Note: It is 1986, so personal computers were still rare.  Krol would have no access to the internet at home.
 
We reached my place in ten minutes.  I had written the names of the major players in Nirvania on a scrap of paper, so I had just sat down at the terminal when the telephone rang.
"George, you'll be interested to know that Purdy has a record from San Diego."
"Right, Pete.  How about the others?"
"Clean before they came to Nirvania; however, several have fallen since then."
"Would Harris be one?"
"And Murphy."
"I think Keith and I have more investigating to do today.  We'll come back with the kids, but I expect plenty of trouble."
Trouble came sooner than expected.  Don met the bus in the parkinglot while I searched electronically.  He returned with a blanched visage when the bus left.
"Someone took drug tests last week, and Jame's resulted positive," he told us as he sat down on the couch.
"Positive?" Keith echoed.  "For what?"
"The driver didn't know."
"Well," I ventured.  "It appears the perpetrators want us to come back."
"For another shot at us?" Keith followed worriedly.
"Yes, and we really have no choice.  Ineluctably, we have a mystery to solve," I concluded.
"There's only one problem," Don cautioned.
"Uh, oh," I blurted.  "We have no way to get back to Nirvania!"
"And they have time to destroy any evidence," Keith added.
I returned to my phone, called Pete, and told him of our predicament.  He sought what he could do while we waited.
"It looks as if our cover's blown, and we'll need extra manpower to subdue our foes," Don disapproved.
"How're we going to conceal our numbers?" I played devil's advocate.
"George," Don said, placing his right hand on my right shoulder.  "I know these people.  We should surprise them, then we should subjugate them with logic and numbers."
Just then Pete called back with transportation to Nirvania.  I wondered why the busdriver hadn't asked why we weren't coming.  Along the way, I asked Don about the driver.
"Oh, yes," Don assured me.  "He's a regular at Nirvania.  His names's Bruce DuBois, average height, dark hair and beard."
"Why didn't he wait for us?"
"Probably he thought we had a way back.  Besides, you couldn't feed all of us, so he probably took them back to eat at camp."
Pete's assistant left us off at the nearest road to camp.  We decided upon a policy of "watchful waiting": Act as if nothing unusual had happened, and wait for them to make the first move.  Such defensiveness proved useful in similar situations when I didn't have a clue to the mystery.
Purdy called Don to his tent soon after we returned.  We waited with bated anticipation for a half hour.  Don looked perplexed upon his return.
"Purdy didn't know why it took so long to get back," he reported.  "Apparently, no one told him that we were lost in the blizzard."
"What?" Keith cried incredulously.  "Do you think he's telling the truth?"
"Unless he discovered a method of prevarication, I'd say yeas," Don shrugged his shoulders.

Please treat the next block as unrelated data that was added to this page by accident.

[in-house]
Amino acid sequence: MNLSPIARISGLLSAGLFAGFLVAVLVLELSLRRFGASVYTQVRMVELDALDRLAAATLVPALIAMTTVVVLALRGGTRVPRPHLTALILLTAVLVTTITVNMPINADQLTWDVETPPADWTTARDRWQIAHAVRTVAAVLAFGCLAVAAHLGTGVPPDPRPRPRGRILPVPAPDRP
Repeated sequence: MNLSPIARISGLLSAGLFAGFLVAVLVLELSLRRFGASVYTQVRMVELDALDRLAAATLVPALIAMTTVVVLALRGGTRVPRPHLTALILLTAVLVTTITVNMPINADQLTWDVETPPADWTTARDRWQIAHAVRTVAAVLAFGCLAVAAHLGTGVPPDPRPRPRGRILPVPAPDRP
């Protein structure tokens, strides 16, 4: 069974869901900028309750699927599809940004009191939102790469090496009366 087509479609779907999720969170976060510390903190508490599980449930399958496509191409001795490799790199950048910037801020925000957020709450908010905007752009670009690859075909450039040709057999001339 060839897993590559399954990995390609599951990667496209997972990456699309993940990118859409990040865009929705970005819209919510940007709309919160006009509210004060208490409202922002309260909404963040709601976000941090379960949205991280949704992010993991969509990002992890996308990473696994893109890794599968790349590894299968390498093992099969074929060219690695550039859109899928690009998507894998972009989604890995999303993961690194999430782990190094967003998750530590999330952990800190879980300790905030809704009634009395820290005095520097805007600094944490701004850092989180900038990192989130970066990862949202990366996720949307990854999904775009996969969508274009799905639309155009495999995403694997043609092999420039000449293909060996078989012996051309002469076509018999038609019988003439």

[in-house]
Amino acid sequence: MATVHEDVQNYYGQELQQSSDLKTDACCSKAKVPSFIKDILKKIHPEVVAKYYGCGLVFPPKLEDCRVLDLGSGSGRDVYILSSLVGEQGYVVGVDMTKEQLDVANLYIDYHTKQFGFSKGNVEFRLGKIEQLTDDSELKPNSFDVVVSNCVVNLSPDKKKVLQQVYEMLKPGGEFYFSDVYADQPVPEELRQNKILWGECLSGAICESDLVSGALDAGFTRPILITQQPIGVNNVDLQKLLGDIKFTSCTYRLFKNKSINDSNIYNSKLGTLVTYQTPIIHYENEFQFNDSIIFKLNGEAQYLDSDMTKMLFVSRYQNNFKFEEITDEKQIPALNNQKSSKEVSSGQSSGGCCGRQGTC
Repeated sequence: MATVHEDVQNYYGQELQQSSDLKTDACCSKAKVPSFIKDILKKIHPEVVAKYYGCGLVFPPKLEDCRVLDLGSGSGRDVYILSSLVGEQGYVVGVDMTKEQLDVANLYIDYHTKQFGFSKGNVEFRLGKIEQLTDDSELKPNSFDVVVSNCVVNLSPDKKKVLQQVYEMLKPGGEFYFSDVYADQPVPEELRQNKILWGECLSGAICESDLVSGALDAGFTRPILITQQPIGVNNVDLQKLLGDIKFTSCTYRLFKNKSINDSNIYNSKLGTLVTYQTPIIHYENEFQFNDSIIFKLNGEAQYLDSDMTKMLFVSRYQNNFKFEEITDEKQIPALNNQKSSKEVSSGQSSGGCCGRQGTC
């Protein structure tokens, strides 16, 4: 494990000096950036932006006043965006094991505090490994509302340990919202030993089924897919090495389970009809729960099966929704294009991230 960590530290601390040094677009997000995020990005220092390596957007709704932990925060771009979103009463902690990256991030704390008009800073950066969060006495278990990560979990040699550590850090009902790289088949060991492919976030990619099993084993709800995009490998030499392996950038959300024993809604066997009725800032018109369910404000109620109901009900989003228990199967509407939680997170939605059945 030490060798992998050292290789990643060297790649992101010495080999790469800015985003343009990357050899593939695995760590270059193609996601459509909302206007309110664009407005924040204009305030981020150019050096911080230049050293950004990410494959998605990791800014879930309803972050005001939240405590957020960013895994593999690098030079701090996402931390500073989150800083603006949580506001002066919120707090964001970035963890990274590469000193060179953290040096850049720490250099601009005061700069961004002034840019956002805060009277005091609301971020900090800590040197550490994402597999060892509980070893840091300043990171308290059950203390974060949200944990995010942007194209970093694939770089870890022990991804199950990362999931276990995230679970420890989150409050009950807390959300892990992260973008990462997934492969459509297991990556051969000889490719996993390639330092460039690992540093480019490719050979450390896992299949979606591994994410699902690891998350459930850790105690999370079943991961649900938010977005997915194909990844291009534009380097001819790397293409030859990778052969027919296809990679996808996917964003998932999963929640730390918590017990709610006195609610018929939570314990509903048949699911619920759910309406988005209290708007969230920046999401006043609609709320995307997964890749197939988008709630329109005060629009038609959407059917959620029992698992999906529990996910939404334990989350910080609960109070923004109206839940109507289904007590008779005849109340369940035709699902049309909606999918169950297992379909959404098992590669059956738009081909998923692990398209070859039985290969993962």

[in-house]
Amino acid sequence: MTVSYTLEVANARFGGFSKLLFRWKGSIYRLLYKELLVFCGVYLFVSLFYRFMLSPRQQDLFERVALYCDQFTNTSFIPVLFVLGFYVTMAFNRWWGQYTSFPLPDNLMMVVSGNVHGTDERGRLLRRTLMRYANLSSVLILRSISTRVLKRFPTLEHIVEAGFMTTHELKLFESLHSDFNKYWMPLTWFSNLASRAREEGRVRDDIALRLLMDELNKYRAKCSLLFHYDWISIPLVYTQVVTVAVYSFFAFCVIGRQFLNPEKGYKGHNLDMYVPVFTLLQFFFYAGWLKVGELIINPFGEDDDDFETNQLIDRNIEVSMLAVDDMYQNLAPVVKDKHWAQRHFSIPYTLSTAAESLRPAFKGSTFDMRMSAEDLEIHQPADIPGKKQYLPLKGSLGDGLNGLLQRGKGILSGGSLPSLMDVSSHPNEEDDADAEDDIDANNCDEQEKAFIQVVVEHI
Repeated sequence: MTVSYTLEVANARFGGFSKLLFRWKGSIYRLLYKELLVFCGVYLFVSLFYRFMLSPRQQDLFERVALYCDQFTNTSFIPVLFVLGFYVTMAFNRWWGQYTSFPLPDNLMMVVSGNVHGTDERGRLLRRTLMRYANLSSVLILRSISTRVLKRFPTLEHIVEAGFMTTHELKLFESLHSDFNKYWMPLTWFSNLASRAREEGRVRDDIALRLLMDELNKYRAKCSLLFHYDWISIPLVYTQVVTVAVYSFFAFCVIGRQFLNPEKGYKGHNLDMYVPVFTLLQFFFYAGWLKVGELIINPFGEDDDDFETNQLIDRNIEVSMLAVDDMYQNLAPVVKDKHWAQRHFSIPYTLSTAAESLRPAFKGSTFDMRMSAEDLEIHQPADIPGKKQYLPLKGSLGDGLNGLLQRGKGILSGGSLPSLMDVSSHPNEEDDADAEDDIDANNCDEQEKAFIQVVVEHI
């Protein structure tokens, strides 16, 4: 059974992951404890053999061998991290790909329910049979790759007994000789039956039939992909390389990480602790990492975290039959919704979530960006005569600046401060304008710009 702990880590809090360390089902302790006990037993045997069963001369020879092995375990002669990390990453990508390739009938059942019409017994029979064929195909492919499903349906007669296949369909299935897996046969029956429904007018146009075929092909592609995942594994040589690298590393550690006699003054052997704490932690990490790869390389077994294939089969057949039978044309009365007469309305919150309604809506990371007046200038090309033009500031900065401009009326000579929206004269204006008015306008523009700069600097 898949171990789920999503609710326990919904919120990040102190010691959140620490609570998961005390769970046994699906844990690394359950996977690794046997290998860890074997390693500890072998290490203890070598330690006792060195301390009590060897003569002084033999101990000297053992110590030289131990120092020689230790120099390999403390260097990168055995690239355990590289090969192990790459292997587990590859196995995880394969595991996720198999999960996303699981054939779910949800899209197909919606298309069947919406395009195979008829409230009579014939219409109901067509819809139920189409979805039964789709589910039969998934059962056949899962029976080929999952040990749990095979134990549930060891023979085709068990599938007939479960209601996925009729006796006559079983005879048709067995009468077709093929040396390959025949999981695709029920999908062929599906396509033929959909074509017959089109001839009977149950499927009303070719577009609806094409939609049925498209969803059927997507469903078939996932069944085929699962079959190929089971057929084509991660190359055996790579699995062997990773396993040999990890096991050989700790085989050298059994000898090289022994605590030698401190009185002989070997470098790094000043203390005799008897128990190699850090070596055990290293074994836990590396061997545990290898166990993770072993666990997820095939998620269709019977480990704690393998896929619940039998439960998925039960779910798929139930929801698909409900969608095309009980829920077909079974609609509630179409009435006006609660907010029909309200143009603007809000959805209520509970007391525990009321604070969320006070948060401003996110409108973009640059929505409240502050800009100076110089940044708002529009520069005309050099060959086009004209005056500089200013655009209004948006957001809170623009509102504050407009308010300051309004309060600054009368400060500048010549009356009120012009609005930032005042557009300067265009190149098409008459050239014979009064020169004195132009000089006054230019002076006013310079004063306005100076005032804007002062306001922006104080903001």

"That would mean that Purdy had nothing to do with Nirvania's woes," I deduced.  "What did he say about Jame's drug test?"
"Nothing," Don said, looking even more bewildered. 
"I'm afraid that we're going to have to trust Purdy," I intoned.  "It just became necessary."
 

I could perceive that the others were not following my mental progression.  "Come on," I commanded.  "It's time to tell Purdy why we're here."
Don showed a worried face, while leo just stared aghastly.  Keith saw that I was onto something and cheerfully supported me with hazel eyes.  Keith subsequently arose and followed me out of the tent.  Don and Leo brought up the rear.
"Okay, buddy," Keith contemplated me as he caught up to my trot.  "How do you know Purdy's innocent?"
"If you were in charge of a chapter of Nirvania, would you try to murder twenty of your people to eliminate a few?"
"Suppose he would do it!"
"No, Keith.  Remember Purdy threatened to resign.  He had a criminal record it's true, but he's been clean since coming here.  I think the absence of his knowledge of the result of the drug test proves that Purdy's innocent.  He could have used the excuse to fire Don and suspend the program, rather than to try to kill us.  I'm sure he doesn't even know why we're here, and I'm certain that we need him as an ally."
We ducked inside.  "Mr Purdy?" I asked a blond, mustached man, sitting behind a desk.  "My name's George Krol, and this's Keith Cahill.  I have much to tell you."
Purdy seemed pleasantly surprise.  He listened intently as I narrated the events of the past few days.  Don and Leo joined us, and we convinced him.
"So how do you expect to get the saboteurs out in the open?" Purdy inquired cautiously.
"I'm fearful that they already have made that move," I answered as Mike Harris ran into the room.
"Bad news, Chief," Harris said, ignoring us and giving Purdy a slip of paper.  Purdy nearly turned white.  "I think you should read this," he said while handing me the sheet.
"We have the sixteen children from Hanson and Scott's group.  Fire them and close down Nirvania within the week," I read aloud.
"What did Jame test positive for?" I shot at Harris.
"I never did find out," Harris answered weakly.
Then Purdy went into a funk.  "What's this about?"